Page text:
Take a moment to ask yourself:

  1. How often do I use a picture book just for sheer enjoyment?
  2. Am I overusing what I know about strategy teaching by always thinking that my read aloud book has to have a strategy lesson attached?
  3. What messages am I sending to children about why we read books?
  4. Am I doing all I can to develop a love of books and stories with my students?
  5. Can I name three books that my students love to hear again and again just because they love them so much?

Teachers shouldn’t have to defend WHY they are reading aloud great books to their students. We all know the benefits, don’t we?

 

 

 

Teaching Students, Not the Curriculum

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Thanks to Heather for sharing this timely quote!

I often say, “I teach children – not the curriculum, program or standard”. I can’t remember where I first heard this statement, but I love it and I truly believe this. My children – the ones I’m teaching RIGHT NOW – are first and foremost in my mind as I plan, set up invitations and provocations and determine the next steps in my instruction. I use a wide variety of resources provided by the state, my county, my school, my colleagues and my own professional library – but I believe they are resources, not a prescribed script to follow. My plans are constantly changing and evolving, in response to the five and six year olds in my classroom. This doesn’t mean that I wing it. Not at all! I spend a lot of time planning the framework of our day, looking at individual students and where they are in their ZPD and making instructional decisions based on my research, beliefs and philosophy of how children learn. But I don’t consider myself a “Responsive Classroom” teacher or a “Units of Study” teacher. You will see much of the philosophy of Responsive Classroom because I believe in a constructivist approach and that the social curriculum is at the heart of what we do; you will see a balanced literacy approach and you will see Writer’s Workshop and Reader’s Workshop because I believe (and have believed and taught this way for 24 years) in a framework of time, choice and response. But within that framework, every year looks a little different – based on the kids in our room that year. It’s kind of like building a house. The framework stays the same on most houses, but what’s inside is different depending on who lives there. The framework of my teaching is the same – a workshop approach, balanced literacy approach, constructivist, inquiry-based learning – but the details of how it looks each year is different, based on who lives in our classroom that year.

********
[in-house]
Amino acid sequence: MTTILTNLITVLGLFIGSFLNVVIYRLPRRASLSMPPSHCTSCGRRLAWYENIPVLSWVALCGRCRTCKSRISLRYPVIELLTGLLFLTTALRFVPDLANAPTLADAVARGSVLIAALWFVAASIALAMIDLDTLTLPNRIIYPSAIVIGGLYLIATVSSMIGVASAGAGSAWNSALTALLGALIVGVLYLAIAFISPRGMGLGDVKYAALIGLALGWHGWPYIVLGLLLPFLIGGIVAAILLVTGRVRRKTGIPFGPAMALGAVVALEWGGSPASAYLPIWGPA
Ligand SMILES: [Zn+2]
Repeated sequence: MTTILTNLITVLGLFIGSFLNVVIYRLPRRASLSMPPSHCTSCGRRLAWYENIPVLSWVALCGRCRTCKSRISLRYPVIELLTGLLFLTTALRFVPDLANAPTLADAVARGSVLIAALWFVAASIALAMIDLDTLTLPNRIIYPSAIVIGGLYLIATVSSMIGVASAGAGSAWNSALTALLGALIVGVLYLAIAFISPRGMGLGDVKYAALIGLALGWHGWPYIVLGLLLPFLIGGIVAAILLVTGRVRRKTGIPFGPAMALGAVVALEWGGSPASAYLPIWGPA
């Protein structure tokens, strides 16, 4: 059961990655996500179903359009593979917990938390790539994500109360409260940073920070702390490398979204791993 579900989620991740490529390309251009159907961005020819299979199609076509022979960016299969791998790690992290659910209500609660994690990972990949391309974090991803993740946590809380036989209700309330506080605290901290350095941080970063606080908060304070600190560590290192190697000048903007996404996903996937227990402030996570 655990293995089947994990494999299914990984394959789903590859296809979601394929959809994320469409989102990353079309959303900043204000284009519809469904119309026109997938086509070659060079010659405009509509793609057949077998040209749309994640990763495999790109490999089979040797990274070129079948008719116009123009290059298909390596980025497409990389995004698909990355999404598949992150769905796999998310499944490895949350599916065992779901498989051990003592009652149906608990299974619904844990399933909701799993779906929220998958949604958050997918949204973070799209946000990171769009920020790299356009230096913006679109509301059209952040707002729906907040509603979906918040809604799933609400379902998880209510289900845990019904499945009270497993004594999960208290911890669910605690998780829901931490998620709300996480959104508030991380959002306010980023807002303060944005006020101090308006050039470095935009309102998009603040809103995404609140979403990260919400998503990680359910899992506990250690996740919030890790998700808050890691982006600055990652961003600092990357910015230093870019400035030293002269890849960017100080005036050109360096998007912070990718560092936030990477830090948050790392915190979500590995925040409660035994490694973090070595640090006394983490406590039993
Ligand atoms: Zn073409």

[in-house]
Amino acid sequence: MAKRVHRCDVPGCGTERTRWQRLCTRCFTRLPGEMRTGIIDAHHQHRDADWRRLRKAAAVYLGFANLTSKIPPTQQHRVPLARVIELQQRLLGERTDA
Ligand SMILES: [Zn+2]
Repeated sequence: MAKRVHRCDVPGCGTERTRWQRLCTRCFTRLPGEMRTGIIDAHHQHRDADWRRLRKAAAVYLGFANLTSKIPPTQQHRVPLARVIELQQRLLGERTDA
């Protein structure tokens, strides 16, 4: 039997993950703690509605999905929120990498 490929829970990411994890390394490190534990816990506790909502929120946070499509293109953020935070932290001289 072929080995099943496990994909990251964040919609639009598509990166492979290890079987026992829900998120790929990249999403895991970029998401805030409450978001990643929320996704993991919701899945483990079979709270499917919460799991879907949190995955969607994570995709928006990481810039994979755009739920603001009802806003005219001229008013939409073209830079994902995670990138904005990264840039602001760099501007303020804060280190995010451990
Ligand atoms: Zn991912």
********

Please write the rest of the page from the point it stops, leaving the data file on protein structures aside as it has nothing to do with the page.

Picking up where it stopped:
I worry that in today’s climate of one-size-fits-all instruction, with increasing kits, units and books that pre-plan lessons down to the minute being hailed as the “answer” to educational problems, that teachers aren’t being challenged to think. Are we reading the script or lesson that another teacher used with her kids, blindly following what “the experts” say to do?

Or are we reading the lessons carefully, reflecting on how it will work in our classroom, with our students, discussing and collaborating with colleagues about the lessons, and then planning a lesson that we own, along with our current students? I hope we are. I hope we are trusting ourselves and supporting each other. And I hope our schools are providing the time and support for all teachers, and especially our new teachers, to think deeply about instruction.

We can’t stop thinking, reflecting, questioning and challenging our own best teaching – and the resources we use. And we can’t forget that we teach children – not a curriculum.

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A project coming to life in Writer’s Workshop.